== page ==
Quarles 1984 courtesy of The NIH Record
Richard H. Quarles

       Richard H. Quarles was an expert in myelin and myelin related neurological disorders, including multiple sclerosis and peripheral neuropathies. He arrived at the NIH in 1968 after receiving a bachelor’s degree in chemistry from Swarthmore, a Ph.D. in biochemistry from Harvard University, and postdoctoral training in biochemistry at the Institute of Animal Physiology in Cambridge, England.

     Dr. Quarles began his distinguished NIH career as a Senior Staff Fellow for what was then the NINCDS (National Institute of Neurological and Communicative Disorders and Stroke). After five years, he was promoted to Research Chemist for the Institute’s Developmental and Metabolic Neurology Branch. In 1977, Dr. Quarles was named chief of the NINCDS Myelin and Brain Development Section. He led the branch for the remainder of his career at NINDS and in 1991 was also named chief of the Institute’s Laboratory of Molecular and Cellular Neurobiology. He held both positions until his retirement in 2007.

     Staring in the 1970’s Dr. Quarles became known for his seminal work on myelin associated glycoprotein. Working closely with long-time colleague Roscoe O. Brady, M.D., Dr. Quarles identified and characterized myelin associated glycoprotein and defined its critical role in myelin sheath formation. In the 1980s, Dr. Quarles extended his ground-breaking research into understanding the role of myelin regulating molecules and the immune system in a variety of neurological disorders, including multiple sclerosis, Guillain-Barre syndrome, and the peripheral neuropathies. Dr. Quarles published 173 journal articles and served on the editorial boards of the three peer reviewed journals and multiple advisory committees and NIH study sections. In 1984 he received the Public Health Service Special Recognition Award and in 1994, an NIH Director’s Award.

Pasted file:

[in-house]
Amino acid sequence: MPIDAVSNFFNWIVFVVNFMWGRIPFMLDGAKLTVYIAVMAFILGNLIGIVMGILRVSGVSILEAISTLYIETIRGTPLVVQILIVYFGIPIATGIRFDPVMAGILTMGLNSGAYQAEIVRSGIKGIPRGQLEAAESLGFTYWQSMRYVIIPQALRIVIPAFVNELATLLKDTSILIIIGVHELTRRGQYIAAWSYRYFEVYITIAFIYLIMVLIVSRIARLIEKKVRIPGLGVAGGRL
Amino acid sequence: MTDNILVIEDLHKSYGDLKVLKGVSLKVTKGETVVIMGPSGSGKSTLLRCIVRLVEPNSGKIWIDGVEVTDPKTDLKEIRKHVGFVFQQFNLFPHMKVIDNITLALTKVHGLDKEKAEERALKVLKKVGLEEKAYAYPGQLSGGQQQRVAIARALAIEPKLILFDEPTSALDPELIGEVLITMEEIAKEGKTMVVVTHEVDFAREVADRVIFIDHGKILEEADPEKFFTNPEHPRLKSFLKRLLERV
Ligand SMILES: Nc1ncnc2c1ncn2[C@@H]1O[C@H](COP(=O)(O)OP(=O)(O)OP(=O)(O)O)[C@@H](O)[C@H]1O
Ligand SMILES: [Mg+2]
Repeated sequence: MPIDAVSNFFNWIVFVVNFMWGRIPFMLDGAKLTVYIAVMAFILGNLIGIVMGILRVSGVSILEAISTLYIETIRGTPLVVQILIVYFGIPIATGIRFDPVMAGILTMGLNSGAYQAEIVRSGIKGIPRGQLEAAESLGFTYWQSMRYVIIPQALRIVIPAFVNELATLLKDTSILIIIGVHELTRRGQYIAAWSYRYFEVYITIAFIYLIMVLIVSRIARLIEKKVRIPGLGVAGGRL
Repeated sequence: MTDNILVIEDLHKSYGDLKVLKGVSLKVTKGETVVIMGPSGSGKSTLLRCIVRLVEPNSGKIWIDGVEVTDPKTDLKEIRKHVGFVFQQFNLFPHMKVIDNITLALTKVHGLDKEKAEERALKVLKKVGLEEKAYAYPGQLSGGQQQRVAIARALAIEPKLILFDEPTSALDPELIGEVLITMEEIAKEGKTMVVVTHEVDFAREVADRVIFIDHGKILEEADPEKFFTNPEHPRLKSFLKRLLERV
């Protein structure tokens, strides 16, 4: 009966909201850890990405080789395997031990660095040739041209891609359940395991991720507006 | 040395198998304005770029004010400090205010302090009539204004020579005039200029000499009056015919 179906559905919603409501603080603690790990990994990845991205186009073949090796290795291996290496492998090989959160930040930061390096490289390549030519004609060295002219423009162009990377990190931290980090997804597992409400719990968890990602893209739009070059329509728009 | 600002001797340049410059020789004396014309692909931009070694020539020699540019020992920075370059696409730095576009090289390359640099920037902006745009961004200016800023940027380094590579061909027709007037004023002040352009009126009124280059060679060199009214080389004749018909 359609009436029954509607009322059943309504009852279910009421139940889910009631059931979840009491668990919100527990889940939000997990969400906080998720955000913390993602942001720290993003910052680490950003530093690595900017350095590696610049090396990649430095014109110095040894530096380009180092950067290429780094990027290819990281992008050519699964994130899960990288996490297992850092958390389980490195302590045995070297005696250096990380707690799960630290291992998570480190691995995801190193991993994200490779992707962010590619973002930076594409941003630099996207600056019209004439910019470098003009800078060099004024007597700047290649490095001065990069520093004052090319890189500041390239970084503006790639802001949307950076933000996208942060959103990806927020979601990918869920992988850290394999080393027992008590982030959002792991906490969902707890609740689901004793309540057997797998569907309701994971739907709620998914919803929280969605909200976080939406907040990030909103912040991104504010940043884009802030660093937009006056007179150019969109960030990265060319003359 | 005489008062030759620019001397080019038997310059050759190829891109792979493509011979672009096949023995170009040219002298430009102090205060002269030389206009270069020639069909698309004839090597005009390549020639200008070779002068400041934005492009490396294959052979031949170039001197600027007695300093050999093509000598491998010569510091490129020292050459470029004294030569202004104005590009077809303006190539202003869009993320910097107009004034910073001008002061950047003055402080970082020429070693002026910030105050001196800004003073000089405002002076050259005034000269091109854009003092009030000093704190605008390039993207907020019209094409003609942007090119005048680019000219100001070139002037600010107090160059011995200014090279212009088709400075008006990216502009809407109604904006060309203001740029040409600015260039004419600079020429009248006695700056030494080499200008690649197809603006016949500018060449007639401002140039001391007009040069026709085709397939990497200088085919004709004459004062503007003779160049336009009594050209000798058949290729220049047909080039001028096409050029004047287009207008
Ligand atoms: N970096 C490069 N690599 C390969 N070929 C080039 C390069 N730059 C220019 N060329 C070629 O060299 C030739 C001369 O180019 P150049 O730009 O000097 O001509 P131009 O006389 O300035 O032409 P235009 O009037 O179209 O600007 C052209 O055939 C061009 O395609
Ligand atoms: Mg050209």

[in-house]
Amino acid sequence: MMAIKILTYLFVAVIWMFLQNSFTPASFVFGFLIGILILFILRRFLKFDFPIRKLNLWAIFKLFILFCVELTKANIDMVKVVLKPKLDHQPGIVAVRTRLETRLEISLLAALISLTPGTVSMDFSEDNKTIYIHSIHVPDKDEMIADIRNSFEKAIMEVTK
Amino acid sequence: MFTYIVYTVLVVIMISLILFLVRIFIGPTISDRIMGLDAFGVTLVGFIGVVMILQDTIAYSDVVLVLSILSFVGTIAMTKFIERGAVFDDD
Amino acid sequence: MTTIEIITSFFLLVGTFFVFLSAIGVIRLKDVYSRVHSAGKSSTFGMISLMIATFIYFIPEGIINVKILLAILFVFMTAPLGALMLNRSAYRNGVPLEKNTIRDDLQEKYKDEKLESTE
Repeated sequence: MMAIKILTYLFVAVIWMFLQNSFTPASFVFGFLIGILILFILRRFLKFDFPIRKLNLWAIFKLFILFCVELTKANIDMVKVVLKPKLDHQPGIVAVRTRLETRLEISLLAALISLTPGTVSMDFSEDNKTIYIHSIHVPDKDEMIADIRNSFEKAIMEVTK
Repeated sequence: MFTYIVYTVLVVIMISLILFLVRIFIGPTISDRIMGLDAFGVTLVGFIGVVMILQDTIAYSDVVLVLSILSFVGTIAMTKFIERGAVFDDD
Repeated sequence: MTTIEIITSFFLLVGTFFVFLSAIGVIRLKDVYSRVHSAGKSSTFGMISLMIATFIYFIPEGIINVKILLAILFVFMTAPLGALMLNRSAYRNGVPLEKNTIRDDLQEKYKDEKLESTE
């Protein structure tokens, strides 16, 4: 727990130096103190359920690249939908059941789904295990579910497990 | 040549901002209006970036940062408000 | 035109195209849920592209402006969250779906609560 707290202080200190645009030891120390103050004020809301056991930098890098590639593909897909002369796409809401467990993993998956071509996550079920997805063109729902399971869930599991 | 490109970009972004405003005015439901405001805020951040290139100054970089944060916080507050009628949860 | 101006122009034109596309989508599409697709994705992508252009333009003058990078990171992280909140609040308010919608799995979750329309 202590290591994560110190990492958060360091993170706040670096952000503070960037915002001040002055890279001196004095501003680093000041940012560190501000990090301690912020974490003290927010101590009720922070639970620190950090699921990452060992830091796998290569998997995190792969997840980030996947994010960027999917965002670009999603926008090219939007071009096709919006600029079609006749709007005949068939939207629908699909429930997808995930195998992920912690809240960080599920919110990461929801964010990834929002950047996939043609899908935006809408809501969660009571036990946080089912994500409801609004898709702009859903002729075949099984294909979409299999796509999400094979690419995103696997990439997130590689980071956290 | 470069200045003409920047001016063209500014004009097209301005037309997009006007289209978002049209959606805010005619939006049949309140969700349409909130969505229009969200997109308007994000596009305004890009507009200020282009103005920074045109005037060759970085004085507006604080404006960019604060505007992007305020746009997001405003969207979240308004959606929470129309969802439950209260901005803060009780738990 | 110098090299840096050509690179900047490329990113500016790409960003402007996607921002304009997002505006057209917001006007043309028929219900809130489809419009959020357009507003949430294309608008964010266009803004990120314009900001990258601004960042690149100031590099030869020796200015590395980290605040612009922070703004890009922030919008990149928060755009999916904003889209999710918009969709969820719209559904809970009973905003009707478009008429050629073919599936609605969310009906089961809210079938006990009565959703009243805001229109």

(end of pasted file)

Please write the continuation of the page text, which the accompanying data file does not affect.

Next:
Dr. Quarles’ many scientific contributions will be appreciated by neuroscientists for many years to come. Those of us who were privileged enough to work with him will remember his quiet and gentle demeanor, his excellent sense of humor and his willingness to engage in scientific discussions.

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